The Bears have had their first 1,000-yard rusher since David Montgomery in 2020 with the signing of D’Andre Swift.
The Bears return three backs from last season while adding Swift and UDFA Ian Wheeler over the offseason.

While questions remain about what the Bears may do behind Swift, let’s look at all the backfield options.


D’Andre Swift

The one-time Detroit Lion returns to the NFC North after one season in Philadelphia. Swift signed a 3-year, $24 million deal with the Bears on March 11. Coming off a career-best rushing campaign, the dual-threat back should play a major role in this Bears offense.

Coming out of the University of Georgia, Swift was selected with the 35th overall pick in the 2020 draft by Detroit. Swift spent three seasons with the Lions, appearing in 40 games, totaling 16 starts. During this time, he was forced to split carries with a number of different backs, including Adrian Peterson, Kerryon Johnson, and Jamaal Williams. Swift finished his Lions tenure with 1,680 yards on 364 rushes and 156 receptions for 1,198 yards with 25 total touchdowns. Arguably, Swift’s best game in a Lions uniform occurred in week six of his rookie season. On the road in Jacksonville, the rookie back rushed 14 times, amassing 116 yards and 2 touchdowns on the ground. His 6.3 yards per touch in 2022 was the 10th-highest in the NFL.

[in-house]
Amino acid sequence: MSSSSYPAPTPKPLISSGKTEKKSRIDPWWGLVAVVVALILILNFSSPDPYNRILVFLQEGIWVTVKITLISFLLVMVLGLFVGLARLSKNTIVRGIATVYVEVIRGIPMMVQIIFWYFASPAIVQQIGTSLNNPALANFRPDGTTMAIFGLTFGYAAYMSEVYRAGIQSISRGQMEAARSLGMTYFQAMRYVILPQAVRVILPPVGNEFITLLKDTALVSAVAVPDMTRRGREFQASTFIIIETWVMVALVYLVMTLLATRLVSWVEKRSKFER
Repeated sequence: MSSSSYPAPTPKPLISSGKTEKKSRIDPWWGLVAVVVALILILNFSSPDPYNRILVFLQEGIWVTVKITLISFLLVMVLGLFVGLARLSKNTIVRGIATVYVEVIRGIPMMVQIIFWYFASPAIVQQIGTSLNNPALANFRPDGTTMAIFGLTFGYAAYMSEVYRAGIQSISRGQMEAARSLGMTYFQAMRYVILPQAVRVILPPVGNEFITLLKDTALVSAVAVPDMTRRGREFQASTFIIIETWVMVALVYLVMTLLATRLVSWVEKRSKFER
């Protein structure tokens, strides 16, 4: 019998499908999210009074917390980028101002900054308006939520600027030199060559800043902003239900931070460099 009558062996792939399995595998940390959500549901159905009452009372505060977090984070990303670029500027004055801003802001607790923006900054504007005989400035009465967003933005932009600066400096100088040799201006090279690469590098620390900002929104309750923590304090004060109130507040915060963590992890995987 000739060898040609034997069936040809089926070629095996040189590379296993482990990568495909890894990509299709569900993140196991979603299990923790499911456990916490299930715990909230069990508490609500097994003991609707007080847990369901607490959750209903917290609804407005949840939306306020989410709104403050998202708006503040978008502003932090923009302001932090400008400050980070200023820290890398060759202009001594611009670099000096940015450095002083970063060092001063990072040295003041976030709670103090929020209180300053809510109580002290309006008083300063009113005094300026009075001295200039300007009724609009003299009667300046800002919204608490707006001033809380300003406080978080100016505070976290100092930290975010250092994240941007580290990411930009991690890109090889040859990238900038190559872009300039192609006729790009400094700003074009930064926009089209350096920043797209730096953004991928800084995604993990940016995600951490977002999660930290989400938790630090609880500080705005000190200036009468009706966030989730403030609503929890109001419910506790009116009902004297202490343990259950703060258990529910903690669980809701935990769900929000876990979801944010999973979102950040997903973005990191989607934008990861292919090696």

On day three of the 2023 NFL Draft, D’Andre Swift was traded to the Philadelphia Eagles. It was a win-win for everyone included, as Swift had a career-best Pro Bowl campaign following the trade. While starting 15 of the 16 games he appeared in, Swift rushed for 1,049 yards (5th-most in the NFL) on 229 carries with 5 touchdowns. In week two at home versus Minnesota, Swift ran for a career-high 175 rushing yards on 28 attempts and scored a touchdown. As a passing option, he recorded 39 receptions for 214 yards and a touchdown.